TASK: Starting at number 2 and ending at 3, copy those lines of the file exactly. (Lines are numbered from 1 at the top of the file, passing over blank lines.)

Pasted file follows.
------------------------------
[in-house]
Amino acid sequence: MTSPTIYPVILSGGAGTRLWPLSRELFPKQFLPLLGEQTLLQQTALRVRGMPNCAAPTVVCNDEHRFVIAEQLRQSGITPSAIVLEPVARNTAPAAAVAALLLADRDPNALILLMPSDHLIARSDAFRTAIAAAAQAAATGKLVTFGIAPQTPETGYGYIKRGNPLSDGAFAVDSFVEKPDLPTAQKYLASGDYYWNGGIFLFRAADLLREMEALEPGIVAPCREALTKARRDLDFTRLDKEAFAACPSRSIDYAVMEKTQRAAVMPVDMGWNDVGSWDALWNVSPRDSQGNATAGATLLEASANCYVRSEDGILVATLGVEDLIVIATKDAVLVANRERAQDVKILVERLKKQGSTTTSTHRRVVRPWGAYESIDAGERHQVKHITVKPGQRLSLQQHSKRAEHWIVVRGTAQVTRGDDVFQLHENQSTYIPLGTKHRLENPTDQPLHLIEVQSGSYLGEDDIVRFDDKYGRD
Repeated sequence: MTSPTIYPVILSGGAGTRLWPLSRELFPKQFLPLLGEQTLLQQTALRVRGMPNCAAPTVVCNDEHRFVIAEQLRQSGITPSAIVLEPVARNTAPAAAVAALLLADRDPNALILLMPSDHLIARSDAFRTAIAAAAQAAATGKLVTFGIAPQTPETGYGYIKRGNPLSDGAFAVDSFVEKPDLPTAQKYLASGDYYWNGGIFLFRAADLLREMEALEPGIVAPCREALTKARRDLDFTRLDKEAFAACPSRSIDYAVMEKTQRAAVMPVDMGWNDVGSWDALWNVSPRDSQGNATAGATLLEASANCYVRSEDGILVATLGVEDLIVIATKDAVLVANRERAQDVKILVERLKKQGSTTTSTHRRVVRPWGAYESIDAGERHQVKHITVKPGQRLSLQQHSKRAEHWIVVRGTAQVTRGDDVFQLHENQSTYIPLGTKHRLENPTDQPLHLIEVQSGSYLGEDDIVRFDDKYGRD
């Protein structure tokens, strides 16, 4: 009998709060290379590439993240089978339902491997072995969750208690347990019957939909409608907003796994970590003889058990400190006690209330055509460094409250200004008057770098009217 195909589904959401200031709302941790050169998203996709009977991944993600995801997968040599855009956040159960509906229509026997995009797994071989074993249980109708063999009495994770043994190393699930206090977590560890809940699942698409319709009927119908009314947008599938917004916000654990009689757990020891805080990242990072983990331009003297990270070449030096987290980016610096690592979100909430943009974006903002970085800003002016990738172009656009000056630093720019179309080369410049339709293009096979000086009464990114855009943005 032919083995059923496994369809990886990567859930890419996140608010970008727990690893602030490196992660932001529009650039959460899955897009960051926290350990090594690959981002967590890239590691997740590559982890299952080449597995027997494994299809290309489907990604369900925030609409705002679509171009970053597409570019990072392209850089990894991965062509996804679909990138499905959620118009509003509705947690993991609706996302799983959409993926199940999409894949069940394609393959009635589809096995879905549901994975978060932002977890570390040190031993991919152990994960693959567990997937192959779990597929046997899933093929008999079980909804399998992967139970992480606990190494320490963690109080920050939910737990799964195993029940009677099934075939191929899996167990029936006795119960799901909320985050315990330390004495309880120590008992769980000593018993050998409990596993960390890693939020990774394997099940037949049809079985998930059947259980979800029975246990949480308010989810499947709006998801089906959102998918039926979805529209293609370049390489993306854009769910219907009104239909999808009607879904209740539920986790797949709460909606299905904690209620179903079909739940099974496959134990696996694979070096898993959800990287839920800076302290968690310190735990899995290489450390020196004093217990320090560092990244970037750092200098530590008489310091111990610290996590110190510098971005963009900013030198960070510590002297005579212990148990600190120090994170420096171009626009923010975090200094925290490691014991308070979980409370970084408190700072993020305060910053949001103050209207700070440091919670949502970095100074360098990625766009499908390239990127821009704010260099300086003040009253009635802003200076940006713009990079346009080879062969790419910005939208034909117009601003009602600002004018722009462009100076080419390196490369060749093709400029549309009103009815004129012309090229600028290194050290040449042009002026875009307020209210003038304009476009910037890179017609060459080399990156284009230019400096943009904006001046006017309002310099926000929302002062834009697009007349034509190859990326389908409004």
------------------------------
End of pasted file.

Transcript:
Amino acid sequence: MTSPTIYPVILSGGAGTRLWPLSRELFPKQFLPLLGEQTLLQQTALRVRGMPNCAAPTVVCNDEHRFVIAEQLRQSGITPSAIVLEPVARNTAPAAAVAALLLADRDPNALILLMPSDHLIARSDAFRTAIAAAAQAAATGKLVTFGIAPQTPETGYGYIKRGNPLSDGAFAVDSFVEKPDLPTAQKYLASGDYYWNGGIFLFRAADLLREMEALEPGIVAPCREALTKARRDLDFTRLDKEAFAACPSRSIDYAVMEKTQRAAVMPVDMGWNDVGSWDALWNVSPRDSQGNATAGATLLEASANCYVRSEDGILVATLGVEDLIVIATKDAVLVANRERAQDVKILVERLKKQGSTTTSTHRRVVRPWGAYESIDAGERHQVKHITVKPGQRLSLQQHSKRAEHWIVVRGTAQVTRGDDVFQLHENQSTYIPLGTKHRLENPTDQPLHLIEVQSGSYLGEDDIVRFDDKYGRD
Repeated sequence: MTSPTIYPVILSGGAGTRLWPLSRELFPKQFLPLLGEQTLLQQTALRVRGMPNCAAPTVVCNDEHRFVIAEQLRQSGITPSAIVLEPVARNTAPAAAVAALLLADRDPNALILLMPSDHLIARSDAFRTAIAAAAQAAATGKLVTFGIAPQTPETGYGYIKRGNPLSDGAFAVDSFVEKPDLPTAQKYLASGDYYWNGGIFLFRAADLLREMEALEPGIVAPCREALTKARRDLDFTRLDKEAFAACPSRSIDYAVMEKTQRAAVMPVDMGWNDVGSWDALWNVSPRDSQGNATAGATLLEASANCYVRSEDGILVATLGVEDLIVIATKDAVLVANRERAQDVKILVERLKKQGSTTTSTHRRVVRPWGAYESIDAGERHQVKHITVKPGQRLSLQQHSKRAEHWIVVRGTAQVTRGDDVFQLHENQSTYIPLGTKHRLENPTDQPLHLIEVQSGSYLGEDDIVRFDDKYGRD